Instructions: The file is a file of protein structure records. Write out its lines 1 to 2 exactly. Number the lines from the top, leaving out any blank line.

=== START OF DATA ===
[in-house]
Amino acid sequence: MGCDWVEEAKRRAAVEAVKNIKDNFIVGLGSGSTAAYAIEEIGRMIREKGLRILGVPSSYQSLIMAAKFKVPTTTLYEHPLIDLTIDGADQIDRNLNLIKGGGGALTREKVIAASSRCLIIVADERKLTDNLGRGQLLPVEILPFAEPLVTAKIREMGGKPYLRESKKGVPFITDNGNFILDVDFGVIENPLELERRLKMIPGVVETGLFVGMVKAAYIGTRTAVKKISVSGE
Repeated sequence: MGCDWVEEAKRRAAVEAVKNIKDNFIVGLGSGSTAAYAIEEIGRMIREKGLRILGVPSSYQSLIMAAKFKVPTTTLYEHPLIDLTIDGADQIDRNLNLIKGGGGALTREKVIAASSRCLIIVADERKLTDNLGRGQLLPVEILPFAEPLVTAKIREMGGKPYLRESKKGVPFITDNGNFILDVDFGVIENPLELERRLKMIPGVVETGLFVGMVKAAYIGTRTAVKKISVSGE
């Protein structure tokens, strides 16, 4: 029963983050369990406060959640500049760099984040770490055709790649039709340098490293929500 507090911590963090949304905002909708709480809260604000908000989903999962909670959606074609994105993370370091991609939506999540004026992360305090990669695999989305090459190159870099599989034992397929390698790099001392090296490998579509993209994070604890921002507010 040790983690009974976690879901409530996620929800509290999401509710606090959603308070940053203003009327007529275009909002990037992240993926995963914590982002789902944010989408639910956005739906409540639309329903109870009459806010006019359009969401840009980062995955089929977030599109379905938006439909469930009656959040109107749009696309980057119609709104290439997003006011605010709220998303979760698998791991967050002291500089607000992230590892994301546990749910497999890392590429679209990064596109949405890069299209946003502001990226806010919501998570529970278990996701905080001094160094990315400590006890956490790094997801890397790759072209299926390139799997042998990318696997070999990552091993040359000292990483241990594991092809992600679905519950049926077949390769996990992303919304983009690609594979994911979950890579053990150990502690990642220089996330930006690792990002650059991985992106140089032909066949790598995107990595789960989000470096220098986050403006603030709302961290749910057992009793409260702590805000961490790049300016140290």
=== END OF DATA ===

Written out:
[in-house]
Amino acid sequence: MGCDWVEEAKRRAAVEAVKNIKDNFIVGLGSGSTAAYAIEEIGRMIREKGLRILGVPSSYQSLIMAAKFKVPTTTLYEHPLIDLTIDGADQIDRNLNLIKGGGGALTREKVIAASSRCLIIVADERKLTDNLGRGQLLPVEILPFAEPLVTAKIREMGGKPYLRESKKGVPFITDNGNFILDVDFGVIENPLELERRLKMIPGVVETGLFVGMVKAAYIGTRTAVKKISVSGE